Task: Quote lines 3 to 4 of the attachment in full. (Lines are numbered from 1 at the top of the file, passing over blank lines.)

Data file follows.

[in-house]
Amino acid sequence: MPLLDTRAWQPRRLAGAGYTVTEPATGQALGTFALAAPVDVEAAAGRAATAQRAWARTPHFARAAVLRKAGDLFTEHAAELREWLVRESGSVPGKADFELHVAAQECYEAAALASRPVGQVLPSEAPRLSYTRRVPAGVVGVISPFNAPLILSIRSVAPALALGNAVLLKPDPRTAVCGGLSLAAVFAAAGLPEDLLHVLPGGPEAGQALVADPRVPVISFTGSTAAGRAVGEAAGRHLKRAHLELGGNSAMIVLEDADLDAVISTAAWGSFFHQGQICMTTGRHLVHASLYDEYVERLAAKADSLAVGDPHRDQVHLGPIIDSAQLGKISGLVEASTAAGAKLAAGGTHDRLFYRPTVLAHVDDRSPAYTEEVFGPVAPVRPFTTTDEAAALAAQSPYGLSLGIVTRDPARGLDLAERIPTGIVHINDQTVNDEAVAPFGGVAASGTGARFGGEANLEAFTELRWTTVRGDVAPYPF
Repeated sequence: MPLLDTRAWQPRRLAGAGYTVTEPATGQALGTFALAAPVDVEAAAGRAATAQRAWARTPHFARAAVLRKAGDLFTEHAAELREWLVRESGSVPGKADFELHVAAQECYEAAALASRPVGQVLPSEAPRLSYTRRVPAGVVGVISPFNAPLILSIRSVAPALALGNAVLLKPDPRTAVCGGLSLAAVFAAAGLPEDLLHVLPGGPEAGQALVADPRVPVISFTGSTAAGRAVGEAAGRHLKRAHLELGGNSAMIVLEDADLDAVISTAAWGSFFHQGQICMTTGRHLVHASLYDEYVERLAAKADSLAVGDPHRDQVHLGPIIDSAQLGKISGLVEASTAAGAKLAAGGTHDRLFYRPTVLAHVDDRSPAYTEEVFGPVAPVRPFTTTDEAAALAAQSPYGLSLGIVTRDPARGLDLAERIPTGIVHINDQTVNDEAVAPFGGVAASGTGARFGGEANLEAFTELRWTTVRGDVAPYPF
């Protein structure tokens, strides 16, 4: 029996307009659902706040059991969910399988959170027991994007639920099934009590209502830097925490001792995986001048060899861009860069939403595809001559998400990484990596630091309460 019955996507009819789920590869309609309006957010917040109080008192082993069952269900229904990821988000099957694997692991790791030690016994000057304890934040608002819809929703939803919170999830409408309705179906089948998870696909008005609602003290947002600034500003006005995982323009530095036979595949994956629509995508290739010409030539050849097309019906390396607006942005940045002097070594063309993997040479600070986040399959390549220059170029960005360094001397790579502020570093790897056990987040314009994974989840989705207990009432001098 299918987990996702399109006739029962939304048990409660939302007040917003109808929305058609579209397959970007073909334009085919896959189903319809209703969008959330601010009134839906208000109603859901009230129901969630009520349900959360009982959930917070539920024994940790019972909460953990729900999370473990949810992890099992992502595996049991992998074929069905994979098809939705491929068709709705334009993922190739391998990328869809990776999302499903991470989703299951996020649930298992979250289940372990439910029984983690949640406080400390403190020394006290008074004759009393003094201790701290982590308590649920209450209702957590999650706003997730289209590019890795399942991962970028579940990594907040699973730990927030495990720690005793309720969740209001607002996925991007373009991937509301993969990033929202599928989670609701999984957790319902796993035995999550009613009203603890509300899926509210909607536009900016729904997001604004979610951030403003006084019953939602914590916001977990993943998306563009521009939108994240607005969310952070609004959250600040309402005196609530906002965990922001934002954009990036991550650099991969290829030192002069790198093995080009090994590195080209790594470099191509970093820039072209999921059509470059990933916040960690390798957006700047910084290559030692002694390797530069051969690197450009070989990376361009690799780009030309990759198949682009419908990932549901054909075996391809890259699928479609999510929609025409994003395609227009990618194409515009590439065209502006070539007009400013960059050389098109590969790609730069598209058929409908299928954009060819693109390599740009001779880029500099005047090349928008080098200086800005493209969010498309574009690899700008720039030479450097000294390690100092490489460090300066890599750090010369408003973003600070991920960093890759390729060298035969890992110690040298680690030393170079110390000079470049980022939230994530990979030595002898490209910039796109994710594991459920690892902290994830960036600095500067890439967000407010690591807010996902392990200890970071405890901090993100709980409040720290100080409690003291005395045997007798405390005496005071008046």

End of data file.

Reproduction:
Repeated sequence: MPLLDTRAWQPRRLAGAGYTVTEPATGQALGTFALAAPVDVEAAAGRAATAQRAWARTPHFARAAVLRKAGDLFTEHAAELREWLVRESGSVPGKADFELHVAAQECYEAAALASRPVGQVLPSEAPRLSYTRRVPAGVVGVISPFNAPLILSIRSVAPALALGNAVLLKPDPRTAVCGGLSLAAVFAAAGLPEDLLHVLPGGPEAGQALVADPRVPVISFTGSTAAGRAVGEAAGRHLKRAHLELGGNSAMIVLEDADLDAVISTAAWGSFFHQGQICMTTGRHLVHASLYDEYVERLAAKADSLAVGDPHRDQVHLGPIIDSAQLGKISGLVEASTAAGAKLAAGGTHDRLFYRPTVLAHVDDRSPAYTEEVFGPVAPVRPFTTTDEAAALAAQSPYGLSLGIVTRDPARGLDLAERIPTGIVHINDQTVNDEAVAPFGGVAASGTGARFGGEANLEAFTELRWTTVRGDVAPYPF
């Protein structure tokens, strides 16, 4: 029996307009659902706040059991969910399988959170027991994007639920099934009590209502830097925490001792995986001048060899861009860069939403595809001559998400990484990596630091309460 019955996507009819789920590869309609309006957010917040109080008192082993069952269900229904990821988000099957694997692991790791030690016994000057304890934040608002819809929703939803919170999830409408309705179906089948998870696909008005609602003290947002600034500003006005995982323009530095036979595949994956629509995508290739010409030539050849097309019906390396607006942005940045002097070594063309993997040479600070986040399959390549220059170029960005360094001397790579502020570093790897056990987040314009994974989840989705207990009432001098 299918987990996702399109006739029962939304048990409660939302007040917003109808929305058609579209397959970007073909334009085919896959189903319809209703969008959330601010009134839906208000109603859901009230129901969630009520349900959360009982959930917070539920024994940790019972909460953990729900999370473990949810992890099992992502595996049991992998074929069905994979098809939705491929068709709705334009993922190739391998990328869809990776999302499903991470989703299951996020649930298992979250289940372990439910029984983690949640406080400390403190020394006290008074004759009393003094201790701290982590308590649920209450209702957590999650706003997730289209590019890795399942991962970028579940990594907040699973730990927030495990720690005793309720969740209001607002996925991007373009991937509301993969990033929202599928989670609701999984957790319902796993035995999550009613009203603890509300899926509210909607536009900016729904997001604004979610951030403003006084019953939602914590916001977990993943998306563009521009939108994240607005969310952070609004959250600040309402005196609530906002965990922001934002954009990036991550650099991969290829030192002069790198093995080009090994590195080209790594470099191509970093820039072209999921059509470059990933916040960690390798957006700047910084290559030692002694390797530069051969690197450009070989990376361009690799780009030309990759198949682009419908990932549901054909075996391809890259699928479609999510929609025409994003395609227009990618194409515009590439065209502006070539007009400013960059050389098109590969790609730069598209058929409908299928954009060819693109390599740009001779880029500099005047090349928008080098200086800005493209969010498309574009690899700008720039030479450097000294390690100092490489460090300066890599750090010369408003973003600070991920960093890759390729060298035969890992110690040298680690030393170079110390000079470049980022939230994530990979030595002898490209910039796109994710594991459920690892902290994830960036600095500067890439967000407010690591807010996902392990200890970071405890901090993100709980409040720290100080409690003291005395045997007798405390005496005071008046």